Friday, September 14, 2018

Alignment - Evernote

Two weeks ago, I mentioned the need for a way to track tasks, gather information, and keep a schedule (here). Last week, I elaborated on the idea of gathering information (i.e. data storage, here). This week, I will provide a brief overview of how I use Evernote as my tool of choice. Please note that many tutorials and helps exist, and that is not my intent here. Rather, my premise is to reveal some generalities of my use to allow readers to conceptualize how they might use it as well. If you are interested in seeking specific ideas on a particular use, I recommend checking the Evernote website or searching YouTube for videos.

The two primary aspects of Evernote are notebooks and tags. Everything that is stored ends up in a notebook, but tags are optional. Evernote will allow you to create 250 notebooks for a personal account and can store up to 100,000 notes. I have 14 primary notebooks, two of which are stacked. A stack is having notebooks within a notebook (like a subfolder in a filesystem). My primary notebooks are for personal, for the church (as pastor), for PTC (as chairman/trainer), and for MBTS (as a professor). Others relate to the Bible (with notes linked from Google), templates, checklists, journaling, etc. The advantage of a stack is evident in areas with multiple responsiblities. For instance, as an adjunct, I teach multiple classes so I have a notebook for each class under MBTS, but I also am developing three courses so I have a folder for that as well. I do something very similar for church-related work, particularly for sermon information and research.

One of the greatest benefits of Evernote is the webclipper tool. The key to using Evernote is to USE Evernote. With much of our research today being done on the web, having a tool like the webclipper makes storing worthwhile articles and information easy. I mentioned in the above paragraph that I store research for classes and sermons under certain notebooks. With the webclipper tool, I can easily clip full articles (minus the sidebar advertisements) into the folder I want. Of course, bookmarks in the browser can do something similar, but after I store it in Evernote, I can highlight, tag, and title the article in such a way that I know exactly how I intend to use it. With a bookmark, I have to sift through the article again, so this is a much better approach.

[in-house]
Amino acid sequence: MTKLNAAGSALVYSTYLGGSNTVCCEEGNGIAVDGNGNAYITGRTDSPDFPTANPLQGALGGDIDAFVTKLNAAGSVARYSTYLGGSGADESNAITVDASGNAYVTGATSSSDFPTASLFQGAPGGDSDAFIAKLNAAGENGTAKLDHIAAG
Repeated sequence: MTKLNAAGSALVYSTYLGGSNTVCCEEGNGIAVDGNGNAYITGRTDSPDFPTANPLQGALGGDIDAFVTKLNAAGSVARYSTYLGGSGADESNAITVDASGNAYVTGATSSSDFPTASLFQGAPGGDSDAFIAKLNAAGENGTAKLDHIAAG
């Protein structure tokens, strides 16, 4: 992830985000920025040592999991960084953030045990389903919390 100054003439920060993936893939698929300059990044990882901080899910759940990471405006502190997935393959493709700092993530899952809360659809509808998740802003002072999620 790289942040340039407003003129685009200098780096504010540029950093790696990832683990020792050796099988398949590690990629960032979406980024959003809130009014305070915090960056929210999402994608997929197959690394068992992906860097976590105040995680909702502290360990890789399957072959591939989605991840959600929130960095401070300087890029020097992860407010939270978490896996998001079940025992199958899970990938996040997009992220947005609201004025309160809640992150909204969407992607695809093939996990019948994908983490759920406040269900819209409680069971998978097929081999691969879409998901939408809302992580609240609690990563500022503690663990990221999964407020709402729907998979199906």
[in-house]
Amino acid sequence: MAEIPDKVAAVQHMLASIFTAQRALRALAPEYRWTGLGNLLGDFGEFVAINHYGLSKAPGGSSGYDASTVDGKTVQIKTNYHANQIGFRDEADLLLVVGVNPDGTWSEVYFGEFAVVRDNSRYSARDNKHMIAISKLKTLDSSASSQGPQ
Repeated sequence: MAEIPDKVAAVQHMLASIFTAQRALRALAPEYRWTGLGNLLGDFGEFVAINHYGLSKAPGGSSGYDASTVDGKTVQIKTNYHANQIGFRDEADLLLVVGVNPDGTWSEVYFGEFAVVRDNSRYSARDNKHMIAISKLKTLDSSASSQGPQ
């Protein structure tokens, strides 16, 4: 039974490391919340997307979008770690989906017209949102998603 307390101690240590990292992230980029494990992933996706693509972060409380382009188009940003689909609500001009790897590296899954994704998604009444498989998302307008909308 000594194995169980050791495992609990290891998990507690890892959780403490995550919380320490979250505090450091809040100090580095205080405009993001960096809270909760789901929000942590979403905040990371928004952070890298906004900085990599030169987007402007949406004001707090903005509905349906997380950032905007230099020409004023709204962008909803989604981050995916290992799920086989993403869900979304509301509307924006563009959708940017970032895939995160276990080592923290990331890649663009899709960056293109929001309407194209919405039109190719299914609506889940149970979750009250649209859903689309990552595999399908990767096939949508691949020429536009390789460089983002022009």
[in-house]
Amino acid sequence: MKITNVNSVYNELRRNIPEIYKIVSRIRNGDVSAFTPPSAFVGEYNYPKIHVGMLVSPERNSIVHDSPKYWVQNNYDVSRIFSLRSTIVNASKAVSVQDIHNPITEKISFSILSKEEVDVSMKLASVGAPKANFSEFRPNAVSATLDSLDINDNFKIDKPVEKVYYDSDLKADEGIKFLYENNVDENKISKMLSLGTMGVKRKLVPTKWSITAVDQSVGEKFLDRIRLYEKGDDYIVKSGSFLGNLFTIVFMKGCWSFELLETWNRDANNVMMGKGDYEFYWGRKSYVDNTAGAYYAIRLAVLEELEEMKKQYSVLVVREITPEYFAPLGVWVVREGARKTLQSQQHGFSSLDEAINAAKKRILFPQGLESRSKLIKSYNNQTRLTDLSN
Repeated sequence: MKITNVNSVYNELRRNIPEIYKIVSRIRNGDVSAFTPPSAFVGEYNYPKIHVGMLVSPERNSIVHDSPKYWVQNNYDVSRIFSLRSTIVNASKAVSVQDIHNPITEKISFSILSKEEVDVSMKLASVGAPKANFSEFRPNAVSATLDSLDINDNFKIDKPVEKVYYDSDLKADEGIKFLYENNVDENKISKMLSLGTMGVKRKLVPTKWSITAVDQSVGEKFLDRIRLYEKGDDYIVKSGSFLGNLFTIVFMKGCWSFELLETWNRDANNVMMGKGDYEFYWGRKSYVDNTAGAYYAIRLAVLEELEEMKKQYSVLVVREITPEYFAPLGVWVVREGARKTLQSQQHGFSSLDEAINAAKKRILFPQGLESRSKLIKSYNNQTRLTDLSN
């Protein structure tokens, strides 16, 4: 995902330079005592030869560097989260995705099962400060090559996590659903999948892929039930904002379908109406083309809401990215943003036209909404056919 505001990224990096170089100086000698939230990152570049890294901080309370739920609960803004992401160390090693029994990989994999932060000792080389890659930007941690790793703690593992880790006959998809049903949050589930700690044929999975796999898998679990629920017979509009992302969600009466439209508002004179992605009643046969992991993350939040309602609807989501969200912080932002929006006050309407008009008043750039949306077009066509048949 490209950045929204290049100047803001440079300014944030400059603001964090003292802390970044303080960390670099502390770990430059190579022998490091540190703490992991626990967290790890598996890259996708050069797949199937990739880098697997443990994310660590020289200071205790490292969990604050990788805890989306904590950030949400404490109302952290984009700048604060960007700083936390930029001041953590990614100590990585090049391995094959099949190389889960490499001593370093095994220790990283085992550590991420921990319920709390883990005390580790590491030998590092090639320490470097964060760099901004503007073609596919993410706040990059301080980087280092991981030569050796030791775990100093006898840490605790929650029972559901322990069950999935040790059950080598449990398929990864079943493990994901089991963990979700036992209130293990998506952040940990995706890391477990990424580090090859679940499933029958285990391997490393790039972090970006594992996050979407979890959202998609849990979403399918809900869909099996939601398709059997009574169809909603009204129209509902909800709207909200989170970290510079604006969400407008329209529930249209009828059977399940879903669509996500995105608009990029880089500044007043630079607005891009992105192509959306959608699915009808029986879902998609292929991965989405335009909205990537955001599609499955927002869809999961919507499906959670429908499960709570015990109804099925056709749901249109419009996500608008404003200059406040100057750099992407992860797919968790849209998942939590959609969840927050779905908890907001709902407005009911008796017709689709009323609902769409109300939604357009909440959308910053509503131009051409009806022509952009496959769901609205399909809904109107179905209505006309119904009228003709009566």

Again, USING Evernote is the key to getting your benefit. But how you use it may take some time to determine. For instance, I still store files on my computer, but some I now have linked to Evernote. One change I have made is files I have with notes from the Bible. As I take personal notes while reading, I will place the notes in a file. I have now moved those files to Google Drive and set up a link in Evernote. I have one file for each book of the Bible and now those files are accessible on Evernote and tagged, highlighted, etc. wherever I need access to them (you can make certain folders available offline which can be handy when you are in remote places in Kenya or elsewhere!).

Two other uses I have found extremely beneficial are journaling and storing book notes. As for journaling, I have established a template in a note. I copy that note each time I journal and then record key events, reflections, lessons, and next steps. By the way, if I have next steps, those items are immediately recorded in ToDoist or Google Calendar so I do not forget them. At times in my life I have kept a journal, but mostly on paper. By using Evernote, I can attach pictures as well! For instance, our church has recently done some renovations and while recording thoughts in a particular journal entry, I attached three or four pictures. Thus, my journal becomes somewhat like a intrapersonal blog.